Friday, January 12, 2007

Wii: the opposite of a "niche product"

Stopping by the annual madness of the Black Dog’s customer appreciation nite, I got wrapped up into a brass-rail conversation about videogames, mostly regarding the Wii. Standing me a shot of Jager, he gave me a line I’ve been starting to hear around a bit: Wii is a fad that’ll fade, it’s too “niche” to have legs, soon Wiis in their millions will be gathering dust in closets around the world.

Now, inasmuch as I get out to the bar anymore, this guy’s my bartender, and I respect bartenders’ opinions very highly – as information aggregators and transmitters of popular wisdom they’re peerless. But in this case he’s kind of got his head up his ass. The Wii doesn’t appeal to a niche… it appeals to the opposite of a niche – its appeal is general. Multimillion-dollar hardcore blockbuster gun-man technical showcases like Gears of War are the niche products; it’s just that the niche they appeal to happens to have a lot of money and the willingness to spend it. With its pick-up-and-play wireless controller and a packed-in party demo like Wii Sports, Wii is aimed straight at an even greater prize: the millions of people who aren’t playing (and buying) games right now, but who would be if they were presented with games whose aesthetics they could tolerate.

Game aesthetics extend beyond graphics into an aesthetics of experience. The whimsical art direction of something like Katamari Damacy can provide the necessary mass-friendly face, but what’s really driving the migration of videogames from nerd-niche to social acceptance – beyond the simple demographic mathematics of a come-of-age vidiot generation – is a growing understanding of what it takes to get non-gamers gaming. In this area -- with wildly successful E-for-Everyone experiments like Animal Crossing, Nintendogs, Brain Age, the entire DS concept and now Wii – Nintendo is leading the way.

At least, it’s leading in the console and portables segments; the real megamarket is still the PC “casual games” space, the rough-and-tumble chaos of desktop downloadables churning in the foam of umpteen riffs on color-and-shape matching puzzles, the roiling fight to be THE THING people do while they’re pretending to work. Here, in the hands of thousands of indie developers and solitary games artisans, countless recipes for videogame crack are being cooked up and distributed every day.

I have a buddy (“Bob the Angry Flower” creator Stephen Notley, to be specific) who works in this industry, and for the last two years pretty much all I’ve heard from him is a constant stream of anecdote after excited anecdote about this great project, “Bookworm Adventures”, that he’s been grinding on for Seattle’s PopCap games. He’s been a real evangelist, talking the ass off anybody who’ll stand still long enough to hear his spiel.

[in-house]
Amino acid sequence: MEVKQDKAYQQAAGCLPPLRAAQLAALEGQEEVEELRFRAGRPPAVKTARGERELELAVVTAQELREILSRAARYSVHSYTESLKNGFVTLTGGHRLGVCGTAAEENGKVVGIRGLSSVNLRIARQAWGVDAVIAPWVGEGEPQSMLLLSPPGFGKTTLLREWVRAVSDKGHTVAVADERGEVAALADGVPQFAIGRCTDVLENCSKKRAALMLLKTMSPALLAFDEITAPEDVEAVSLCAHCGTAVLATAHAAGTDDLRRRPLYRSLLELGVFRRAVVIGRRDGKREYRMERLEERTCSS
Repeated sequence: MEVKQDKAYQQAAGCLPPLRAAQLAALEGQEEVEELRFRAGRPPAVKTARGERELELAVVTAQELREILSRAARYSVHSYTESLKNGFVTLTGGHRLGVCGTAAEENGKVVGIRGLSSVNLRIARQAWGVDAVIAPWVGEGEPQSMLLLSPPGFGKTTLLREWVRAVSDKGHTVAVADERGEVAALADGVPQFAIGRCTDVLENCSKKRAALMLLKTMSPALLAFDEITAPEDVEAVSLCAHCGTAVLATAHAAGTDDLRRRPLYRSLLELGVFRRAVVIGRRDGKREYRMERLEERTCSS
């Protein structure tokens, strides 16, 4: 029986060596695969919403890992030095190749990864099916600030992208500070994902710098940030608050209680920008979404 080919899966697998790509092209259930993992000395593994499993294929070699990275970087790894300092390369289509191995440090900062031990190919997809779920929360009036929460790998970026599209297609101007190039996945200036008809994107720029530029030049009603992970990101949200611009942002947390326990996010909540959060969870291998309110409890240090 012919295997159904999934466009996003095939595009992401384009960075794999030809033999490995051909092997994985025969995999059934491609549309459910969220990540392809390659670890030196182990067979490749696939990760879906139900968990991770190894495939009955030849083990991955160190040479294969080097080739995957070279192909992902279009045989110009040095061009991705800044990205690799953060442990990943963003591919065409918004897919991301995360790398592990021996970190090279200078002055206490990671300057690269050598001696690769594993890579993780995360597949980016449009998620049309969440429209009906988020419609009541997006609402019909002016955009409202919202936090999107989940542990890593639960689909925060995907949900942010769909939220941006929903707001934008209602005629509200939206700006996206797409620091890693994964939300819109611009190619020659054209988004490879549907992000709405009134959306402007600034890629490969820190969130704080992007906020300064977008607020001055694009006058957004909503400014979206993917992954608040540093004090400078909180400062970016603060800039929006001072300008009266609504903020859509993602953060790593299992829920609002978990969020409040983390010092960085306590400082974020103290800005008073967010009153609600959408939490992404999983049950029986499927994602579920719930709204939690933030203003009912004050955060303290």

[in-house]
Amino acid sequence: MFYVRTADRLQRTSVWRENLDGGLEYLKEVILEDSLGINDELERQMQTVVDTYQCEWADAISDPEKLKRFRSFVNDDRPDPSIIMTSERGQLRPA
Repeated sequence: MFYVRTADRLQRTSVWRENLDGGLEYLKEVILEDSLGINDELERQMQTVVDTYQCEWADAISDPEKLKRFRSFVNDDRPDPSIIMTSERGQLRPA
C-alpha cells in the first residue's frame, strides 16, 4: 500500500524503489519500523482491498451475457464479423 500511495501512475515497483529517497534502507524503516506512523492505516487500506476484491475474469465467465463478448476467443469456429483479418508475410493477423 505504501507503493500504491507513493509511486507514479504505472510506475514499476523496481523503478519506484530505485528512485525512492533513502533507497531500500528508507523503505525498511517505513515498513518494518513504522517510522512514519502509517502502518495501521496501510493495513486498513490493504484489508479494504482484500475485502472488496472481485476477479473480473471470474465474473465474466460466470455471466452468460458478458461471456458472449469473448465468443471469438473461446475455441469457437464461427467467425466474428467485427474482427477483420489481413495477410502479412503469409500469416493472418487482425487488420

“So, this is… what? Dungeons & Dragons meets Boggle? A game where you, like, defeat the minotaur and rescue the priness by spelling ‘astronaut’?”

“Yeah! It’s awesome! Dude... [tight cigarette drag]... trust me... [pffft]… it’s awesome.”

“And your job is to fill it with wisecracks?”

I was skeptical until I loaded it onto (appropriately) my office computer at the end of a workday; as it turns out, D&D Boggle, blasting through monsters with sheer word power, is pretty damn fun… or, at least, hypnotic. It’s a very easy game, pretty much a cakewalk through the hours I’ve played so far, but it does much to create The Zone, the clicktrance space-out that leads to obliterated productivity. Addictive.

At about six p.m., two hours after I could have left the office, I hit one of Bookworm Adventures’ several minigames, a word-matching challenge. Was it Steve’s doing, or a cosmic message emerging from randomness that the first word I had to guess was “BONED”?

Of course, timewasting games like this are a decadent drain on humanity, right? A useless pursuit that separates people and kills culture? A lot of people think this. That’s the sign of an emerging genre or artform’s relevance: a lot of people think it’s destroying society. It happened historically with rock n’ roll, jazz, cinema, the novel… The thing is, people who see the doom of current culture in videogames may be right. In fact, they certainly are right; barring global catastrophe that knocks civilization back a tech level or two, the un-rebottlable genie of videogames is going to transform the way humanity interacts with itself. What we don’t know yet is how that will play out -- our culture hasn’t finished having that discussion.

And that’s what I’m enjoying most about Wii in these early days… it catalyzes discussions on the nature and role of videogames -- and on the aesthetics of the videogame experience -- among people who would never have otherwise entered the conversation. By being so accessible while being simultaneously so different than what came before, it offers us an opportunity to talk about not what videogames are, but about what videogames could and should be…an opportunity for those who had no stake and no interest in having a stake to get curious, or excited, or horrified as they choose. As far as niches go, Wii’s seems pretty important and valuable.

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